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275647 Posts in 27717 Topics by 4285 Members Latest Member: - Jason DAngelo Most online today: 197 - most online ever: 565 (October 17, 2020, 02:08:06 PM)
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Author Topic: Ban NonDescriptive Relationship!  (Read 9603 times)
Doyce
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Posts: 442


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« Reply #15 on: January 12, 2005, 12:12:47 PM »

Quote from: Christopher Kubasik
This might seem obvious, but let's use the "Estranged from X."  For people like Mike and me, this seems obvious: we've got a situation that's waiting to be resolved.  But in the case of Doyce's game, the passive player with "Estrange from Father" on the character sheet is (as far as I can tell) drawing on the long standing RPG tradition of cutting all ties with anyone who might actually be emotionally engaging.


Two points, since I seemed to have inadvertently prompted this part of the thread:

a) The character in question actually has a pretty strong interaction with her father -- he's there, she's there, and they snipe at each other quite a bit -- a minor goal for her (for all that she doesn't have one, officially), is "annoy Dad".   In this case, 'estranged' actually does mean 'involved actively in a dysfunctional relationship'.

b) While it's possible for a passive player to write down their relationships in a "what they think about me" way ("Dad hates me.  Village distrusts me.") and then simply ignore such things when they come up -- a truly passive player can write them from the PC's POV ("I hate Dad, I distrust the villagers") and ignore them or fail to engage them in exactly the same way.  If they're gonna do it, they're gonna do it.

Finally, a clarification -- that particular player isn't really the problem in that game -- not the big one, anyway -- she's got some bad habits, but we've talked, and I've reassured my self that my instincts were right -- while the *character* is trying to turtle, the *player* is digging what's going on.

Christopher's comments on the other thread did, however, start some good conversations about updating relationships and making sure they were meaningful and non-bland, though, which is great.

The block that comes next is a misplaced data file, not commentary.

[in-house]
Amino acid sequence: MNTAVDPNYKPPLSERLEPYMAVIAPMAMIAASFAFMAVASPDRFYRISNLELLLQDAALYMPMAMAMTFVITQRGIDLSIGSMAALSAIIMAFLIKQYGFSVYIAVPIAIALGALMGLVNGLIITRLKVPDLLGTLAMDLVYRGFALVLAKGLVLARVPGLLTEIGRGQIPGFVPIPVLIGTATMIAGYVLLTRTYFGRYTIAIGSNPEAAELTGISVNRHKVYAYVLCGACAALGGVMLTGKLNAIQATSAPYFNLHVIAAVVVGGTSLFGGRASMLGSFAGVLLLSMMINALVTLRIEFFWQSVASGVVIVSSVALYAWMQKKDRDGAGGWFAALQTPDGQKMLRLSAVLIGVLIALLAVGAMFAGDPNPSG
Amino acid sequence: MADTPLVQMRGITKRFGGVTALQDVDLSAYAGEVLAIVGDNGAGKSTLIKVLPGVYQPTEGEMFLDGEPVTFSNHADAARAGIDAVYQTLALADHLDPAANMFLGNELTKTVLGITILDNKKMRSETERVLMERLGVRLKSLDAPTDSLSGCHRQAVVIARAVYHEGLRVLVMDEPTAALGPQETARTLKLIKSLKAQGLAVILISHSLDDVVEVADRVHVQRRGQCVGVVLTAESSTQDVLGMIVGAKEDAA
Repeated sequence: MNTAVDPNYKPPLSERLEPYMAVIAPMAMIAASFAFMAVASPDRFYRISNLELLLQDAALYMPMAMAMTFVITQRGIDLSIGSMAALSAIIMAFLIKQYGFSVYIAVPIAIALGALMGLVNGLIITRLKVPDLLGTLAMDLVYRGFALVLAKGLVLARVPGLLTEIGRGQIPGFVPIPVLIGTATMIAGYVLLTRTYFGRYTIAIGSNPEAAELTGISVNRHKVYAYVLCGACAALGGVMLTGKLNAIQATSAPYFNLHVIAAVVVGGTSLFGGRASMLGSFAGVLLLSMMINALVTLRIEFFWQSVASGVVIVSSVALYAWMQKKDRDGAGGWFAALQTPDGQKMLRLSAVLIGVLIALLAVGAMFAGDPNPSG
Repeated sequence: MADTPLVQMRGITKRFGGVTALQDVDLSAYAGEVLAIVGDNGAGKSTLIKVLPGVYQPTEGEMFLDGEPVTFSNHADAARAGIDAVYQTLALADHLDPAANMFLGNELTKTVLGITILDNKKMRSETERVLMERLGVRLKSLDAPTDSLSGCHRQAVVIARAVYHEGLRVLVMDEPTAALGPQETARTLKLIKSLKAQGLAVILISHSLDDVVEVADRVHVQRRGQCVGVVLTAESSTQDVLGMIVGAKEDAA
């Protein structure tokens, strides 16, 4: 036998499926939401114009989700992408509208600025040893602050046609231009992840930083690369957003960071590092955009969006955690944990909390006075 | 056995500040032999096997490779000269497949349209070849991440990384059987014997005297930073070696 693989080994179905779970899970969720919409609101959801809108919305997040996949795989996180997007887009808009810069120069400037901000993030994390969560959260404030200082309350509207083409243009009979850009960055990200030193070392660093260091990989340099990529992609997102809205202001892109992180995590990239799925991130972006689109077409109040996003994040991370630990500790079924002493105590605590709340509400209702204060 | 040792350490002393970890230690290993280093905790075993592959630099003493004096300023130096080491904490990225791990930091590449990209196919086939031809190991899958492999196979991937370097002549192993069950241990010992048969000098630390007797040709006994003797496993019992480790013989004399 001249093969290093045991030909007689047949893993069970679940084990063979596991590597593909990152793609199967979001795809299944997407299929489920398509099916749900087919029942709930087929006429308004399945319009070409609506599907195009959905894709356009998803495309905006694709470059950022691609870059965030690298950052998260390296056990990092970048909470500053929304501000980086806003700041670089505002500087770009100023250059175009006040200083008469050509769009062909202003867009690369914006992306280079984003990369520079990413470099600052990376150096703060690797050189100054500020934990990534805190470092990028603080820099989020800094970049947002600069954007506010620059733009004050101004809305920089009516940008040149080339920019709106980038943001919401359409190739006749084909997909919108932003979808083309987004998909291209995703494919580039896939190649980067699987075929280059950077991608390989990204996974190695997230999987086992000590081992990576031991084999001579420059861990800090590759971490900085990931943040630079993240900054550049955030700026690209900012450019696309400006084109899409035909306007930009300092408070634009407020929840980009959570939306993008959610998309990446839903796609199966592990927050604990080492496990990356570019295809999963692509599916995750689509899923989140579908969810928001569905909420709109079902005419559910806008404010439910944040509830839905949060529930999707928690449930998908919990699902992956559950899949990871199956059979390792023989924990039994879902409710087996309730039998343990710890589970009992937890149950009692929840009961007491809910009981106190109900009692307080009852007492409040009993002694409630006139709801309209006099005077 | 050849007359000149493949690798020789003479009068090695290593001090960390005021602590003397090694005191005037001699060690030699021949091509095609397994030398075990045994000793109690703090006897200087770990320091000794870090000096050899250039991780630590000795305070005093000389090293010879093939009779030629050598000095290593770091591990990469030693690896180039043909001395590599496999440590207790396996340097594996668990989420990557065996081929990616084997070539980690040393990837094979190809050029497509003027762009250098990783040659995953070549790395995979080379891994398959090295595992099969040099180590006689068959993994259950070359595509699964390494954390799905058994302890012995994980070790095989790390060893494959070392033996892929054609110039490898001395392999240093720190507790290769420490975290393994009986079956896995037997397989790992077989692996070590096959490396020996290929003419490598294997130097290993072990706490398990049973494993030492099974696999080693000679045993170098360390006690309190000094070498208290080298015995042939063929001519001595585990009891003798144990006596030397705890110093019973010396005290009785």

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Doyce Testerman ~ http://random.average-bear.com
Someone gets into trouble, then get get out of it again; people love that story -- they never get tired of it.
Christopher Kubasik
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Posts: 1153


« Reply #16 on: January 12, 2005, 12:35:22 PM »

Hi Doyce,

Sorry I imposed so much on your player.

Nonetheless, the situations I describe, I believe still stand as possibilites.

I think the key point -- for me -- was a simple reiteration of the notion that every player approaches rules in their own fashion.  To assume that the HQ rules of relationships and traits are simply going to "work" because someone puts a number down on the character sheet is a tiny point compared to the bigger issue of how each player is "approaching" rpgs.

But, its sort of moot. I got a much better idea of how others are uses the relationship and trait attributes in their games in the last few posts and am much better informed for it.

Thanks all.

Christopher
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"Can't we for once just do what we're supposed to do -- and then stop?
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Bankuei
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« Reply #17 on: January 12, 2005, 12:45:14 PM »

Hi Doyce,

As has been said, all these relationships can be produced into Bangs.  Also notice, though, that I said the narrator can't just change them, but can produce a conflict that changes the relationships.

A key point of the Well of Souls, and the way I play in general- is that all the subconflicts and nested problems are designed to conflict with one or more of each hero's relationships.  For me, this is the point of play with these sort of community based problems.  So, don't take someone's relationships, but feel free to produce in game conflicts that challenge the nature of the relationship.  The player will either try to augment and keep the relationship the way it is, or they will fold, and let it change.